Far too many have no place to call home
Published 05/08/2015 | 02:30
They say that you should study the past if you would define the future. Kings and governments through the centuries have noted that if the cottage is restless, there will be very little sleep in the castle. Alas, the lessons of history are too readily ignored. If Fine Gael is in any way perplexed about its five-point dive in the latest opinion poll, it shouldn't be.
Putting the considerable Irish Water nightmare to one side, another and arguably far more urgent issue on which there is inexplicable inertia is the housing crisis.
Today we reveal the alarming extent of the problem, and how it is having a devastating impact on people's lives.
There are two major obstacles, both of which the Government has had a hand in.
One is a scarcity of houses, and the second is the difficulty of obtaining finance if there was a house available.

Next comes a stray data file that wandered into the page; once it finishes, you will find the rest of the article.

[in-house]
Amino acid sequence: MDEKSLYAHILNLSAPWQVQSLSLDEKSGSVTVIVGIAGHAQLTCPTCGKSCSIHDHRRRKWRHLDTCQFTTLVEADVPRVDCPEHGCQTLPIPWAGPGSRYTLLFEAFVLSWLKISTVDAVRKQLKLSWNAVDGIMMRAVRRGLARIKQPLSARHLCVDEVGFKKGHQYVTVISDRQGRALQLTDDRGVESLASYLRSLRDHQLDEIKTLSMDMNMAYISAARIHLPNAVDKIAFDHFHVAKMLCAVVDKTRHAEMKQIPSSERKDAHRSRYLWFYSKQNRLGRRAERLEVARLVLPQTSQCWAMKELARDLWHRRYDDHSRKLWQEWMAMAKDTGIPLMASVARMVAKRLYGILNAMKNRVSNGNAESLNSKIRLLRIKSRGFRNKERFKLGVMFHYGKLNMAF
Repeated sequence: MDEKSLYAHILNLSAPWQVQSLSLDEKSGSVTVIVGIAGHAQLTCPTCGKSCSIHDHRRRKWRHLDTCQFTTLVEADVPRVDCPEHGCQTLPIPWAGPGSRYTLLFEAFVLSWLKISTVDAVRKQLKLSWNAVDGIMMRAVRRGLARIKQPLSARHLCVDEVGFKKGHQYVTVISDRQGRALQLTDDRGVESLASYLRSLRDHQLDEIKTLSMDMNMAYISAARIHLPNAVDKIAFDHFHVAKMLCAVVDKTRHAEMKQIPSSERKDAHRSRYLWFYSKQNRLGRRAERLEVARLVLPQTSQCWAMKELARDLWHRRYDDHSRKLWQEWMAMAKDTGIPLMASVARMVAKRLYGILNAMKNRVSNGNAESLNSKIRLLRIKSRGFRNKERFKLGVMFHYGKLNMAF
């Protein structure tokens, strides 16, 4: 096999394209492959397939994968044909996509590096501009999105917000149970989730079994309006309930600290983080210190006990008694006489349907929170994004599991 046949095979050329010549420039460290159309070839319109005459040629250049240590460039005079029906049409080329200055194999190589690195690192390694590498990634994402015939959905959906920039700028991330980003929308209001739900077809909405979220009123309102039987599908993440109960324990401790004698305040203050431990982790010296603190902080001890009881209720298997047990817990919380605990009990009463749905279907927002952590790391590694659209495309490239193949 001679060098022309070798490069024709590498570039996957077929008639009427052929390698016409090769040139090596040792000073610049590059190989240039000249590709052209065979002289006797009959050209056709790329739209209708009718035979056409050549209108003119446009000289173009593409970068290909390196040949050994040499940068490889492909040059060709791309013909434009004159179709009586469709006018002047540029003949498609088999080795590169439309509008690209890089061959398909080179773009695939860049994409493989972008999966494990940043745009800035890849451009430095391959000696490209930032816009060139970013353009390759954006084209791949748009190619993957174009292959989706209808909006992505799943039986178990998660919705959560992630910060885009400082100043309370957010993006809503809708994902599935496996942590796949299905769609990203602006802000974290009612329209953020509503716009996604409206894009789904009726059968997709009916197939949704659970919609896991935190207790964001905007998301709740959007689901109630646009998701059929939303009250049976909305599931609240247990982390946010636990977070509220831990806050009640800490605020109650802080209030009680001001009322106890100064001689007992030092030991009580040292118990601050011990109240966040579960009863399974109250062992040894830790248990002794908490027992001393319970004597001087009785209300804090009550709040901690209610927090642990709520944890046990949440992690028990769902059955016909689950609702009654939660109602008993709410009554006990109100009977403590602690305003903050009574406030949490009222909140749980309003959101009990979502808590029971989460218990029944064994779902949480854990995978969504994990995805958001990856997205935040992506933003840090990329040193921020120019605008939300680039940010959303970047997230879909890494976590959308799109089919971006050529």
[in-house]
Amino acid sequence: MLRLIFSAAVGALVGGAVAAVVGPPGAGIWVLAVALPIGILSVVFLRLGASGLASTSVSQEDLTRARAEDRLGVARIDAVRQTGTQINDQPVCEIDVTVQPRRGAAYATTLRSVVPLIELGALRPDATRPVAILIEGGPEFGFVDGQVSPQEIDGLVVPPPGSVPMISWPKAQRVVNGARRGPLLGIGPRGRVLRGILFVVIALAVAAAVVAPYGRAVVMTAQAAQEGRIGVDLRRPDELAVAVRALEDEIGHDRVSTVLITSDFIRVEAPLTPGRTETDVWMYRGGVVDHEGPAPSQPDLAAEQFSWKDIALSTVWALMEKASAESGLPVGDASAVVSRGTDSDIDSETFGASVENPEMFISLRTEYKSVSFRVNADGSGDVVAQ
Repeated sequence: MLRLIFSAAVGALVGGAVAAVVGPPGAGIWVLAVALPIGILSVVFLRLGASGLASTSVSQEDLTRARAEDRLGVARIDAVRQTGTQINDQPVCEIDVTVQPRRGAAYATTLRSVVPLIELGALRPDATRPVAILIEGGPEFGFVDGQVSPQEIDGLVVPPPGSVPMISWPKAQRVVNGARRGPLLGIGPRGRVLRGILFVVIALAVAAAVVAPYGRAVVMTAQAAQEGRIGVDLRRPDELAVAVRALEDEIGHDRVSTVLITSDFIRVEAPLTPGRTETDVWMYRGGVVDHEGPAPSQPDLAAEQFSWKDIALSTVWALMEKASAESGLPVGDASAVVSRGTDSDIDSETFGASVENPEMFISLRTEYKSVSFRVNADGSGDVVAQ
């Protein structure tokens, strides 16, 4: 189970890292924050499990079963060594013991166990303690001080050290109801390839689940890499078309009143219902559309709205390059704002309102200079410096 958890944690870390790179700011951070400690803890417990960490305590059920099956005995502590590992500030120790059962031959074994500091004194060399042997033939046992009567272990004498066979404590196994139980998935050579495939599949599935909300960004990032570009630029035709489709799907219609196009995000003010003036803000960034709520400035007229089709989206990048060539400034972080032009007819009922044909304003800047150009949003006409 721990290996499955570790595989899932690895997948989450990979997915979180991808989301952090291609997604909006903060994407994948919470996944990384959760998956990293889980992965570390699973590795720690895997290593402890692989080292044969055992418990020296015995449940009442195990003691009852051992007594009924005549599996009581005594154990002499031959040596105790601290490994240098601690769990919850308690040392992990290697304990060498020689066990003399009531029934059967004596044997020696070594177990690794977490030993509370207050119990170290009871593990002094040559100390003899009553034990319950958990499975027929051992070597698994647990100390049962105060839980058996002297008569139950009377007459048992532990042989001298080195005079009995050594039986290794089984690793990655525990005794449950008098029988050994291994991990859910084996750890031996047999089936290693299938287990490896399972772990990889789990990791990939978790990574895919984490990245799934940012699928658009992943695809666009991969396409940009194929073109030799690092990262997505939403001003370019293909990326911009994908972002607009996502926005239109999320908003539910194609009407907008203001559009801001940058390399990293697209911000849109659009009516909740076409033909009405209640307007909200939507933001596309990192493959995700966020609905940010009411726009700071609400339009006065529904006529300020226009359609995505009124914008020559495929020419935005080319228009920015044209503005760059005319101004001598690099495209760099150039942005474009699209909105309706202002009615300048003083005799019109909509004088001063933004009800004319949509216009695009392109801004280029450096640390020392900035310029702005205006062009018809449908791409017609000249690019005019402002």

Urban councils and major commuting zones are showing a serious fall-off in new homes. The Dublin city area is, as might be expected, being hit hardest.
The lack of construction is just part of the story, though. Families wishing to move on from their starter home or apartment are walled in, thanks to Central Bank constraints.
Property experts are adamant that existing homeowners are struggling to save the 20pc deposit required to secure a mortgage for a new home. The market is therefore in danger of paralysis.
The Ireland Strategic Infrastructure Fund has committed to lending €500m, but this is clearly inadequate. Thus, we have the makings of another perfect omnishambles if builders can't get money and borrowers can't raise a deposit.
The Housing Agency has made it plain that we require 21,000 units every year to meet demand.
It surely is not beyond the Government's ken to address these issues.
It is not unreasonable for people to aspire to owning a home, but it is unreasonable for their leaders to get in the way of their doing so.